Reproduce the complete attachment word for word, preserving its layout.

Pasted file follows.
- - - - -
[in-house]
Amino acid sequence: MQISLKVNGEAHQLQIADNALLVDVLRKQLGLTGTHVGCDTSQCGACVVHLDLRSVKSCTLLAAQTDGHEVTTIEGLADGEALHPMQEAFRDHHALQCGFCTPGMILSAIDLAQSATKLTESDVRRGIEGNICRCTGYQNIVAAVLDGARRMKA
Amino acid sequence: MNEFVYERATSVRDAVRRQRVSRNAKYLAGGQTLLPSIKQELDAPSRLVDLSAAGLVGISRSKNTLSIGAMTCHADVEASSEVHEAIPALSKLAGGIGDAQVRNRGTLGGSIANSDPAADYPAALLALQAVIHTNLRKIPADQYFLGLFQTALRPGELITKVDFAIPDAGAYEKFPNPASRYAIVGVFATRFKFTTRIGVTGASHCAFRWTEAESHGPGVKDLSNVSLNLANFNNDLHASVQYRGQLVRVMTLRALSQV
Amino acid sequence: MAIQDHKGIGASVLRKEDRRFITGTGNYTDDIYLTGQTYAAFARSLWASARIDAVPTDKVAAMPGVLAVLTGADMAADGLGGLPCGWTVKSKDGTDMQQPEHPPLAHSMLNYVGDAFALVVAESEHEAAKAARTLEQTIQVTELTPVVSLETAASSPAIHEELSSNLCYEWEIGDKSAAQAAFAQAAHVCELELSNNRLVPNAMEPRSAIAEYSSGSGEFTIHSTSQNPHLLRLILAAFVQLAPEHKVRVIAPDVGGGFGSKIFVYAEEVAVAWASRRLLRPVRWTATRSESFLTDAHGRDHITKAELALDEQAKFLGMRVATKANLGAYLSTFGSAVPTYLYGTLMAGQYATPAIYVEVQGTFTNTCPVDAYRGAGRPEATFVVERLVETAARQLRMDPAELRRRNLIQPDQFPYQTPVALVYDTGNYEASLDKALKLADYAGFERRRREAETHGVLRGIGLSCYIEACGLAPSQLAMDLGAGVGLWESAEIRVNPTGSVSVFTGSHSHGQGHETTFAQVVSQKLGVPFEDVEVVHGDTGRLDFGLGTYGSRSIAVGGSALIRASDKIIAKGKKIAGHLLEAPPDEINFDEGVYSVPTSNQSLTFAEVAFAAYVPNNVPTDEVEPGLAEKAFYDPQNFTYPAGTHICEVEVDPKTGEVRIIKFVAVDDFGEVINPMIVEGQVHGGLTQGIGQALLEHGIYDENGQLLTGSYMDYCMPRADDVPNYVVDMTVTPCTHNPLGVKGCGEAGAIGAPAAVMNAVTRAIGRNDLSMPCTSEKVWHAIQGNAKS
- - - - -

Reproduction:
[in-house]
Amino acid sequence: MQISLKVNGEAHQLQIADNALLVDVLRKQLGLTGTHVGCDTSQCGACVVHLDLRSVKSCTLLAAQTDGHEVTTIEGLADGEALHPMQEAFRDHHALQCGFCTPGMILSAIDLAQSATKLTESDVRRGIEGNICRCTGYQNIVAAVLDGARRMKA
Amino acid sequence: MNEFVYERATSVRDAVRRQRVSRNAKYLAGGQTLLPSIKQELDAPSRLVDLSAAGLVGISRSKNTLSIGAMTCHADVEASSEVHEAIPALSKLAGGIGDAQVRNRGTLGGSIANSDPAADYPAALLALQAVIHTNLRKIPADQYFLGLFQTALRPGELITKVDFAIPDAGAYEKFPNPASRYAIVGVFATRFKFTTRIGVTGASHCAFRWTEAESHGPGVKDLSNVSLNLANFNNDLHASVQYRGQLVRVMTLRALSQV
Amino acid sequence: MAIQDHKGIGASVLRKEDRRFITGTGNYTDDIYLTGQTYAAFARSLWASARIDAVPTDKVAAMPGVLAVLTGADMAADGLGGLPCGWTVKSKDGTDMQQPEHPPLAHSMLNYVGDAFALVVAESEHEAAKAARTLEQTIQVTELTPVVSLETAASSPAIHEELSSNLCYEWEIGDKSAAQAAFAQAAHVCELELSNNRLVPNAMEPRSAIAEYSSGSGEFTIHSTSQNPHLLRLILAAFVQLAPEHKVRVIAPDVGGGFGSKIFVYAEEVAVAWASRRLLRPVRWTATRSESFLTDAHGRDHITKAELALDEQAKFLGMRVATKANLGAYLSTFGSAVPTYLYGTLMAGQYATPAIYVEVQGTFTNTCPVDAYRGAGRPEATFVVERLVETAARQLRMDPAELRRRNLIQPDQFPYQTPVALVYDTGNYEASLDKALKLADYAGFERRRREAETHGVLRGIGLSCYIEACGLAPSQLAMDLGAGVGLWESAEIRVNPTGSVSVFTGSHSHGQGHETTFAQVVSQKLGVPFEDVEVVHGDTGRLDFGLGTYGSRSIAVGGSALIRASDKIIAKGKKIAGHLLEAPPDEINFDEGVYSVPTSNQSLTFAEVAFAAYVPNNVPTDEVEPGLAEKAFYDPQNFTYPAGTHICEVEVDPKTGEVRIIKFVAVDDFGEVINPMIVEGQVHGGLTQGIGQALLEHGIYDENGQLLTGSYMDYCMPRADDVPNYVVDMTVTPCTHNPLGVKGCGEAGAIGAPAAVMNAVTRAIGRNDLSMPCTSEKVWHAIQGNAKS